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T. Blondi new owner, should have started with something easier...

Charlotte1

New Member
We are having so much difficulty maintaining humidity for our girl. She is a juvenile, and we have her in a 45 gallon aquarium. We have sprayers, black light for heat, heating pad on the side, and a humidifier that sprays on a timer. She's in a basement room though that isn't especially warm. Trying to keep her between 70 and 80 degrees, with humidity at 70 to 80 %. We don't have cross ventilation, which I know is better, we have a sturdy mesh lid, so heat can escape there and for ventilation. Isn't working. I have 7 kids at home, my 15 yr old is the owner and he loves her dearly, but I've run out of ideas! And the pet stores know nothing.
 

Thistles

Well-Known Member
3 Year Member
Ohh boy, yeah, you should have started with something easier. See if you can sell her and get an LP (Lasiodora parahybana) or something if you want a big honkin' spider. Did you guys look at options? Or did the 15 yr old just want the goliath because it sounds cool? That's a heck of an investment.

First, you need a smaller tank. 45 gal is much too big for a juvenile, and maybe even an adult. I had a huge AF T. stirmi in a 20 gal. Get a shoebox or sweater box and make a lot of ventilation holes in the sides. You don't need all the fancy equipment. Just fill the box with either top soil (no additives), peat, or a mix of the two.

Make a nice burrow for her and add a water dish. If you can find someone with isopods and/or springtails, those would be good additions to help keep the mold down. You need to try to keep the substrate moist without letting it get soggy and moldy. She doesn't need to be soaked. If you ditch the heat lamp and mesh lid, you probably won't have to do too much to maintain humidity. I would just pour some water in weekly (not too much - find a balance).

If the room she's in is really cold, you may need to use the heat mat on the side. Just be sure it isn't too hot for a smaller tank. Mine was in a basement, but I still don't think I used a heat mat for her. 70 degrees is just fine. Good luck!
 

Thistles

Well-Known Member
3 Year Member
By the way, the humidity in the air will be lower than the humidity in the burrow. Using a hygrometer in the tank is pretty useless unless you can get it down where she's living. If you had more experience, you would be able to eyeball the color of the substrate to gauge how humid her burrow is. As it is now, you've got a learning curve ahead of you.
 

Charlotte1

New Member
Ohh boy, yeah, you should have started with something easier. See if you can sell her and get an LP (Lasiodora parahybana) or something if you want a big honkin' spider. Did you guys look at options? Or did the 15 yr old just want the goliath because it sounds cool? That's a heck of an investment.

First, you need a smaller tank. 45 gal is much too big for a juvenile, and maybe even an adult. I had a huge AF T. stirmi in a 20 gal. Get a shoebox or sweater box and make a lot of ventilation holes in the sides. You don't need all the fancy equipment. Just fill the box with either top soil (no additives), peat, or a mix of the two.

Make a nice burrow for her and add a water dish. If you can find someone with isopods and/or springtails, those would be good additions to help keep the mold down. You need to try to keep the substrate moist without letting it get soggy and moldy. She doesn't need to be soaked. If you ditch the heat lamp and mesh lid, you probably won't have to do too much to maintain humidity. I would just pour some water in weekly (not too much - find a balance).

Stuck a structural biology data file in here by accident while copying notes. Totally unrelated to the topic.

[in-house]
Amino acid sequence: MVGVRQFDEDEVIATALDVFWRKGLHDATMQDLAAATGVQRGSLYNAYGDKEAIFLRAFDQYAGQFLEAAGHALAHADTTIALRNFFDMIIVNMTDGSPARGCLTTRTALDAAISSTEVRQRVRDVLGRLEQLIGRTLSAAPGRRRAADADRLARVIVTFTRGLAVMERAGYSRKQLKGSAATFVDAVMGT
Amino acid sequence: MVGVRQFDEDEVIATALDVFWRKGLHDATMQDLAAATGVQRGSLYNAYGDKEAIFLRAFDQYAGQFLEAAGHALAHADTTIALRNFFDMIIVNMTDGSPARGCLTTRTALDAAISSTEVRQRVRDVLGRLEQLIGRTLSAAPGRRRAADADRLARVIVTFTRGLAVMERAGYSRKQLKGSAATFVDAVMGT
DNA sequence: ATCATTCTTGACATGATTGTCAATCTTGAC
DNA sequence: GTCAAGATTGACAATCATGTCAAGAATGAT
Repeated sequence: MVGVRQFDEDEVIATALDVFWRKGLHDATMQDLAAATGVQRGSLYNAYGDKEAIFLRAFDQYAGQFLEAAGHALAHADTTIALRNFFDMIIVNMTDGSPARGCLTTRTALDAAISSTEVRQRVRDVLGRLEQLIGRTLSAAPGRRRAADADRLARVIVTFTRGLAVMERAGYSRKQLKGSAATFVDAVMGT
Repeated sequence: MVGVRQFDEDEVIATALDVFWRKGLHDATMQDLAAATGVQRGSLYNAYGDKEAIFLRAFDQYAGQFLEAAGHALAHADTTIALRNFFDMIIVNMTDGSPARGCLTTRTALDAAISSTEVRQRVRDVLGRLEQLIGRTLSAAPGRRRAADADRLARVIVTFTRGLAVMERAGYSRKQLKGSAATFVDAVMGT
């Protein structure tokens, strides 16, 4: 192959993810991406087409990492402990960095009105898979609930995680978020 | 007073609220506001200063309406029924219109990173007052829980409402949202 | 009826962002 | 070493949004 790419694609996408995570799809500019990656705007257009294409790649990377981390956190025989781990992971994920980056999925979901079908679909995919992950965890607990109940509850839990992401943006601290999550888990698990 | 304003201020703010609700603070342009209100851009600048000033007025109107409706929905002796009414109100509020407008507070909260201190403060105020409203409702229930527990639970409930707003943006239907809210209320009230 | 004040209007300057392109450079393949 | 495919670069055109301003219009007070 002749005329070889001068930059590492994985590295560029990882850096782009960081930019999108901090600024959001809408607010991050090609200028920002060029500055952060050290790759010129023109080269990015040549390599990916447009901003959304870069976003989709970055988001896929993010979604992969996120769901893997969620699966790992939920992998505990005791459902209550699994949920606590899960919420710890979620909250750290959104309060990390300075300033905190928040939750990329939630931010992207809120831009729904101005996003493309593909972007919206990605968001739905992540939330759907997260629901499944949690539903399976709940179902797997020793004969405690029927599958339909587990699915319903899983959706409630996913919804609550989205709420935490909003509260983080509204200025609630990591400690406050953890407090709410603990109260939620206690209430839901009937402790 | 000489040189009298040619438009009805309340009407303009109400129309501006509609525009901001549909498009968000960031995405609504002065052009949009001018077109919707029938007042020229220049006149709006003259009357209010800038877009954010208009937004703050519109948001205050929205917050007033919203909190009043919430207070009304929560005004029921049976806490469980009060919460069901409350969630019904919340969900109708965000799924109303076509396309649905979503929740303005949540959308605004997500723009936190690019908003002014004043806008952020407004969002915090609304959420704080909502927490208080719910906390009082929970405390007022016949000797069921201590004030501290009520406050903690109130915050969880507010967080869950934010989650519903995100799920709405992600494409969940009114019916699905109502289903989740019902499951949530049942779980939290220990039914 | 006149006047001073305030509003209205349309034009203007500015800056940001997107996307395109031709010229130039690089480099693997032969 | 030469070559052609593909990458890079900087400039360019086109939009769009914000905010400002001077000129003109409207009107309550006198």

If the room she's in is really cold, you may need to use the heat mat on the side. Just be sure it isn't too hot for a smaller tank. Mine was in a basement, but I still don't think I used a heat mat for her. 70 degrees is just fine. Good luck!
Thank you so much for the input!!
 

m0lsx

Well-Known Member
Tarantula Club Member
Personally, I don't use heat & I don't measure humidity on any of my T's & that includes in my blondi, or my stirmi's enclosures & they all seem to do well. They are much more robust & easier to keep than some other species.

One of my stirmi's I brought as an adult. And she came in an enclosure that was really dry. It also had a large branch from a Christmas Tree in it & anything pine contains a natural insecticide. But she was doing fine. So don't panic, you are doing far better than some keepers do & are far more stressed about this than your blondi is.

Try to forget everything that certain people try to indoctrinate you with, about humidity & think basic husbandry. Think substrate & water bowl to start with. I keep the substrate moist, but not wet & I normally use a syringe, clear a corner of substrate & try to get the water at the bottom of the enclosure & I try to change the corner that I use & thus avoid mold. Like that I get areas of different moisture levels. I also keep a larger than normal water dish in the enclosure with blondi's & stirmis. Another good & cheap addition, that I like, is sphagnum moss, I place a clump of this in the enclosure & that again holds water & gives an effective way of misting an area of the enclosure.

You would have had a learning curve with any first tarantula & there are species much more difficult to keep than a T blondi. So stop stressing, change the way you think & start enjoying your T.
 

Charlotte1

New Member
Personally, I don't use heat & I don't measure humidity on any of my T's & that includes in my blondi, or my stirmi's enclosures & they all seem to do well. They are much more robust & easier to keep than some other species.

One of my stirmi's I brought as an adult. And she came in an enclosure that was really dry. It also had a large branch from a Christmas Tree in it & anything pine contains a natural insecticide. But she was doing fine. So don't panic, you are doing far better than some keepers do & are far more stressed about this than your blondi is.